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Is It Too Late to Buy AMD Stock?

By Harsh Chauhan – Nov 18, 2021 at 6:13AM

Key Points

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Here's what you should do if you have missed this tech giant's terrific rally.

Advanced Micro Devices (AMD -1.42%) has turned in a fine performance on the stock market in 2021, with shares of the chipmaker soaring more than 66% so far and easily outpacing the broader market's growth.

Chart showing high increase in AMD price compared to the S&P 500.

AMD data by YCharts

But what about investors who worry about missing the AMD gravy train and are thinking of buying the stock so that they don't miss out on further gains? Does it make sense to buy this hot tech stock after its big rally in 2021? Let's find out.

AMD stock has become expensive thanks to its terrific growth

The first thing that potential AMD investors may want to look at is the stock's valuation. It has a price-to-earnings (P/E) ratio of nearly 47 and a price-to-sales ratio of 12.5. The valuation isn't cheap when compared to the S&P 500's earnings multiple of 28.7 and sales multiple of 3.2. AMD was also trading at cheaper multiples at the beginning of October, before an outstanding earnings report and a potentially lucrative contract sent its shares soaring and inflated the valuation.

Chart showing rise in AMD's PE and PS ratio since October 2021.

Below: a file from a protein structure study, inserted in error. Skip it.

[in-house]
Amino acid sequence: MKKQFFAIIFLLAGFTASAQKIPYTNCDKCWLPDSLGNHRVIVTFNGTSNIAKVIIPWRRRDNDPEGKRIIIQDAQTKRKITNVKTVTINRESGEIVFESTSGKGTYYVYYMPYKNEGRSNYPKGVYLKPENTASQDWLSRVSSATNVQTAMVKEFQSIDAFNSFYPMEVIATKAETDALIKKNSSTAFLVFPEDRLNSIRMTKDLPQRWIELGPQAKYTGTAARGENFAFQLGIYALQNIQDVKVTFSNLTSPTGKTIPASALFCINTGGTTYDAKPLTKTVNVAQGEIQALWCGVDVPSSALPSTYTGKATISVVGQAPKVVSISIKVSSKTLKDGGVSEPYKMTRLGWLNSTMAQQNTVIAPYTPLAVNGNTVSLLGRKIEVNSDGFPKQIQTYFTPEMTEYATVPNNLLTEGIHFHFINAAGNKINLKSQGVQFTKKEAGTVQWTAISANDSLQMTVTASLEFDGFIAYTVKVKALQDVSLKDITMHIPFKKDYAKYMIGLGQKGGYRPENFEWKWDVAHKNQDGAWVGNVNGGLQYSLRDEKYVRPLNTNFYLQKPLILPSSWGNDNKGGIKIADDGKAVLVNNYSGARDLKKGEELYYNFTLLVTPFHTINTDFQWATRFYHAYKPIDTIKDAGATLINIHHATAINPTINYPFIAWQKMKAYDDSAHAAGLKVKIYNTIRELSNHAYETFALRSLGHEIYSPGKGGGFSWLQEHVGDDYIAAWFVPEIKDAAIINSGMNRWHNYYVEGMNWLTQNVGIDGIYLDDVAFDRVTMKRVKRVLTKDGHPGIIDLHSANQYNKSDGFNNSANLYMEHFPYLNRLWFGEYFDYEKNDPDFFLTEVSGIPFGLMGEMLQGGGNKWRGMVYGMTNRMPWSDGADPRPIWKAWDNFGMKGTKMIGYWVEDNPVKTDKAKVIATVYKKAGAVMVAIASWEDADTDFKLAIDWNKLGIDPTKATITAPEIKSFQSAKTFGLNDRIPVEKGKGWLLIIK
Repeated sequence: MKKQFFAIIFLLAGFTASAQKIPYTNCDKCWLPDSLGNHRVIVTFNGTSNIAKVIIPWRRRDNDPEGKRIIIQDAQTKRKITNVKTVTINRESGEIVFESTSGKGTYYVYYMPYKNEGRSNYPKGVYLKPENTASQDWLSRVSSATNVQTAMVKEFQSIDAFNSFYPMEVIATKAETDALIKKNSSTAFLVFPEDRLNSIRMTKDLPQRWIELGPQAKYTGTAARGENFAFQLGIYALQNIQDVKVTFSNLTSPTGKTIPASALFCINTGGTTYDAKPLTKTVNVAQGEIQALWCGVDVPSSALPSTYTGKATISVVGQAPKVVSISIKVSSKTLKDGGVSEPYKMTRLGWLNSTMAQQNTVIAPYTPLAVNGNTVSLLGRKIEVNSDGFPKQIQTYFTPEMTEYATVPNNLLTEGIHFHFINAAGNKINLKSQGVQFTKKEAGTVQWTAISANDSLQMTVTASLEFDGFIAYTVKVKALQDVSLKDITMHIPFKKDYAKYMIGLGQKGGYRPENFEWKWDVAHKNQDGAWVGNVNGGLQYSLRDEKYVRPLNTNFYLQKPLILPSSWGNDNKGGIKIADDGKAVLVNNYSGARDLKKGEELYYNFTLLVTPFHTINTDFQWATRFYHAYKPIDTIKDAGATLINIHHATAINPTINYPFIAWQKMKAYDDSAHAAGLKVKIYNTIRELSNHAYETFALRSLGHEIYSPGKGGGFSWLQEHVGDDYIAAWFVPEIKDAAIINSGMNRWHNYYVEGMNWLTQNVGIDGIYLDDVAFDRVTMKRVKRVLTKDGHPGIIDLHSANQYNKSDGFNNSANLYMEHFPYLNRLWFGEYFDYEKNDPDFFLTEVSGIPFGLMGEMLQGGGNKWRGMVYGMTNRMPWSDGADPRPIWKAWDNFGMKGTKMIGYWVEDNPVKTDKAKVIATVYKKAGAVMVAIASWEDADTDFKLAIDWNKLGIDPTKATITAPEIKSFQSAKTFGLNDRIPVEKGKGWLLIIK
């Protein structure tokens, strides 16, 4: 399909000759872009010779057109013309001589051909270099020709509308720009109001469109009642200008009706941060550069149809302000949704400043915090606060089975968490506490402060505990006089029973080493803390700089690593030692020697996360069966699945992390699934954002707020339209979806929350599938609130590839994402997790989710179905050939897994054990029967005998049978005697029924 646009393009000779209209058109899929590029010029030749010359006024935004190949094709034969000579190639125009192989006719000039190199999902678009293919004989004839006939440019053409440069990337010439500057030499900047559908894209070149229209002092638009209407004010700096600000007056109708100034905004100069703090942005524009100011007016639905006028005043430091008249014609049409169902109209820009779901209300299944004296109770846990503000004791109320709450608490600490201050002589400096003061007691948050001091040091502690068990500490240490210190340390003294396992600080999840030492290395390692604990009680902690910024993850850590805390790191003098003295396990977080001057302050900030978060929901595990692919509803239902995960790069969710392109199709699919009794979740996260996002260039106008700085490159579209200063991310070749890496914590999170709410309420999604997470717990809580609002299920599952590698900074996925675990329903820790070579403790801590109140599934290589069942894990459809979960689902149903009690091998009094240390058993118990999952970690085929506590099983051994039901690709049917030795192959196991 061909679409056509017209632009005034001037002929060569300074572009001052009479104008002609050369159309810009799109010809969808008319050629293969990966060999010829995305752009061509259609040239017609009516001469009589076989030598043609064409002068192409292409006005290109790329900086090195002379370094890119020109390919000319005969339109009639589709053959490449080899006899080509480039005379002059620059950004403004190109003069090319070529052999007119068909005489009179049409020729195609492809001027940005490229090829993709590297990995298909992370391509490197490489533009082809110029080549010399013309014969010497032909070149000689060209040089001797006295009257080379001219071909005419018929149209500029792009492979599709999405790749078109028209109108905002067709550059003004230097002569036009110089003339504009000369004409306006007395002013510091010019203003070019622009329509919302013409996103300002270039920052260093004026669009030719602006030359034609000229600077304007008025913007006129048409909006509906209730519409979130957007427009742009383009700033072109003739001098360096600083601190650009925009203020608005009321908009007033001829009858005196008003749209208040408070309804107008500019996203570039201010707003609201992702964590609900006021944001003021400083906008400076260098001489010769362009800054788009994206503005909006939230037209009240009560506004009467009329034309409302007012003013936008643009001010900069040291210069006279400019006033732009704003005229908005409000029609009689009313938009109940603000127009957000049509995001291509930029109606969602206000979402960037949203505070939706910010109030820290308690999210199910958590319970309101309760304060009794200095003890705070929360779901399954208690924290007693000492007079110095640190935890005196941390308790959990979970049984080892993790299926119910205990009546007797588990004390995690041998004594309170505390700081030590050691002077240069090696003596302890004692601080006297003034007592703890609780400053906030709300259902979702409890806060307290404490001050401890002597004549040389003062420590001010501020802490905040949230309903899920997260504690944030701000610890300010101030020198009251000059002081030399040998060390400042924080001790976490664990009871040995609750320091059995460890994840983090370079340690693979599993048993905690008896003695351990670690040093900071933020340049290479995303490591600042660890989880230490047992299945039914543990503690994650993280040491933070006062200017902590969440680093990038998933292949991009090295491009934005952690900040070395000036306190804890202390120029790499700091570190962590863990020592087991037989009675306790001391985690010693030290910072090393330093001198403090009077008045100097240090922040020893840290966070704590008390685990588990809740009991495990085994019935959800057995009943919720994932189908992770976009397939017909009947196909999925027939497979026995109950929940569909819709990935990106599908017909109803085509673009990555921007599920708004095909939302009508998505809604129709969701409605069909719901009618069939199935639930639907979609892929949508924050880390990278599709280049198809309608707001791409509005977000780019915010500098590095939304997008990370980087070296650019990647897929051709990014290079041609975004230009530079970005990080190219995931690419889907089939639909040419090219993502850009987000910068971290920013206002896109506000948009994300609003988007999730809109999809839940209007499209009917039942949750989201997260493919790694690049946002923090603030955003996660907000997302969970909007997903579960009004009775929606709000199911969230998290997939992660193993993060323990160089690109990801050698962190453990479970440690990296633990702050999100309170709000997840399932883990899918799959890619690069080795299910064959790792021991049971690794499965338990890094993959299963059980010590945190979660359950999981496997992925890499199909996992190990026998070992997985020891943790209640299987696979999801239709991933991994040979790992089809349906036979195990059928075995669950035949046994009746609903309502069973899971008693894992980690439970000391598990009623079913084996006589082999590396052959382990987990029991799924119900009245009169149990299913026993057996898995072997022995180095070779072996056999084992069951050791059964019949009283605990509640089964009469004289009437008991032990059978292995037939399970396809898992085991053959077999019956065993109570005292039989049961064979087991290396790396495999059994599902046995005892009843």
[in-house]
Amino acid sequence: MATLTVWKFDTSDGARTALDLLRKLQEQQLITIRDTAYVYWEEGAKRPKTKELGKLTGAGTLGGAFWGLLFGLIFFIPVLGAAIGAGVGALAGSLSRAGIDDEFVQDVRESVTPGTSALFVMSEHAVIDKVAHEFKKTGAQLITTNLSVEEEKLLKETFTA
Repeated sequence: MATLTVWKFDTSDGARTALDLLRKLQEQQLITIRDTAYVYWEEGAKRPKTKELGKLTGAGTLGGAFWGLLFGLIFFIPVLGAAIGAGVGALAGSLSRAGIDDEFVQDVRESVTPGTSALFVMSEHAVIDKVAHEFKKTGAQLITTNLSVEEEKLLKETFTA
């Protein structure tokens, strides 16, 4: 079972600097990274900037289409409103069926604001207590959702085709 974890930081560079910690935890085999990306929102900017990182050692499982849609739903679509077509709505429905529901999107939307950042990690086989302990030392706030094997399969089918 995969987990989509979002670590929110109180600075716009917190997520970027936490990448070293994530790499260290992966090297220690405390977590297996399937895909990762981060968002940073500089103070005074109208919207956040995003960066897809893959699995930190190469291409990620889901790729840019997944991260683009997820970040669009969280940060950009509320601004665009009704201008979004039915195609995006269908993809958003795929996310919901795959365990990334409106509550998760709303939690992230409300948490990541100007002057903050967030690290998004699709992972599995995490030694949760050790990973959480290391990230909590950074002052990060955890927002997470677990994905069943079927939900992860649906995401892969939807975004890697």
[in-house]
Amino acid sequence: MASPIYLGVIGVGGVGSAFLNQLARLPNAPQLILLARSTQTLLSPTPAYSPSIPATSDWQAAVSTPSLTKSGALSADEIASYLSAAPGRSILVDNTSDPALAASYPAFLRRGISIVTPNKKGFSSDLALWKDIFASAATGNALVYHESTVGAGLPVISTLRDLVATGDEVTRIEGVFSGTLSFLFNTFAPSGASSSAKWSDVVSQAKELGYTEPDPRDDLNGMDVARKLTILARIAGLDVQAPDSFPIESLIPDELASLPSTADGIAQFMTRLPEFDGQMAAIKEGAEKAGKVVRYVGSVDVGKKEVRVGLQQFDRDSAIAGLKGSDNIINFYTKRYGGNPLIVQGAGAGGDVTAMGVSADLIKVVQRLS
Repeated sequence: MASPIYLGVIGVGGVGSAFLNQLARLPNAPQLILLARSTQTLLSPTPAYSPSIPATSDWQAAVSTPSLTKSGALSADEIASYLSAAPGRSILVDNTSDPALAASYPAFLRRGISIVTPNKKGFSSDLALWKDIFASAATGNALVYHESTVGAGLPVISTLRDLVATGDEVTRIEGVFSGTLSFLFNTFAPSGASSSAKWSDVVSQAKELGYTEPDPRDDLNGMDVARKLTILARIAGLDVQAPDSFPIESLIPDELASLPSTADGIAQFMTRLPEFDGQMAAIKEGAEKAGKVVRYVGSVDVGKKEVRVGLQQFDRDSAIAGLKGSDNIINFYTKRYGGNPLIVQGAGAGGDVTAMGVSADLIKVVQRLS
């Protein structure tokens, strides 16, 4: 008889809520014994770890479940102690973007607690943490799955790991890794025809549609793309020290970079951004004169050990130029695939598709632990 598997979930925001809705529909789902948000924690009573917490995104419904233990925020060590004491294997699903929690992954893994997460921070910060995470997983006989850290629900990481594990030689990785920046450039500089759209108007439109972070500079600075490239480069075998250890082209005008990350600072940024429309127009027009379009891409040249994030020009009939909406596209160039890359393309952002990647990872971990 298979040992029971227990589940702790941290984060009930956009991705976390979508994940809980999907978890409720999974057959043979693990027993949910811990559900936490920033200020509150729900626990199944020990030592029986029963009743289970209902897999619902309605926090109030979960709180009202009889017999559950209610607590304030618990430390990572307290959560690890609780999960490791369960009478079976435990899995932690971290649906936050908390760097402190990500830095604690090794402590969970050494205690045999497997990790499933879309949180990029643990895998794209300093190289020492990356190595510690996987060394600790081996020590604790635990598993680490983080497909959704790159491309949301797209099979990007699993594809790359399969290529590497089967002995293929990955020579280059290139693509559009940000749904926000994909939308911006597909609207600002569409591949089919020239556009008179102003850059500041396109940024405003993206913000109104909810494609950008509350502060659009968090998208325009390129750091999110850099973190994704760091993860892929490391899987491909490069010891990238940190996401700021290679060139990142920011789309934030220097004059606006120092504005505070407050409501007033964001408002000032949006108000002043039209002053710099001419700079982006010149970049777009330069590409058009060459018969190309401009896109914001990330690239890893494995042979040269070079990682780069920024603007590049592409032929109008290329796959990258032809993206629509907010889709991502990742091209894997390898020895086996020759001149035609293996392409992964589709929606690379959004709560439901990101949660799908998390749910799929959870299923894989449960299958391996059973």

AMD PE Ratio data by YCharts

However, AMD's rich valuation seems justified, as the chipmaker has been clocking outstanding growth quarter after quarter. Its revenue shot up 54% year over year in the third quarter to $4.3 billion, while adjusted earnings jumped 78% from the prior-year period to $0.73 per share. AMD raised its full-year guidance once again and now expects revenue to increase by 65% in 2021, which would be a big improvement over the 45% annual revenue growth it had clocked in 2020.

So, the valuation shouldn't be a concern for investors who are on the sidelines and wondering if it makes sense to buy AMD after the stock's impressive run in 2021. The company is now trading at a much cheaper level when compared to 2020's P/E ratio of almost 124, and it is on track to finish the year with stronger growth. This makes AMD stock practically a bargain right now.

Two people looking at a computer screen.

Image source: Getty Images.

The chipmaker is set for growth in 2022, and beyond

Analysts expect AMD's revenue to increase nearly 19% in 2022, while earnings per share are anticipated to jump 26%. However, there are several reasons why AMD can easily outpace those expectations and match the growth it has measured in 2021.

One of the reasons why AMD can sustain its high growth rates is because of its market share gains in the server and personal computer (PC) processor markets. Mercury Research points out that AMD's share of the x86 processor market (which includes server processors, desktop processors, and mobile processors) increased to 24.6% in the third quarter, an increase of 2.1 percentage points over the second quarter. This was the second-highest share of the CPU market AMD has ever enjoyed, after the 25.3% it controlled in the fourth quarter of 2006.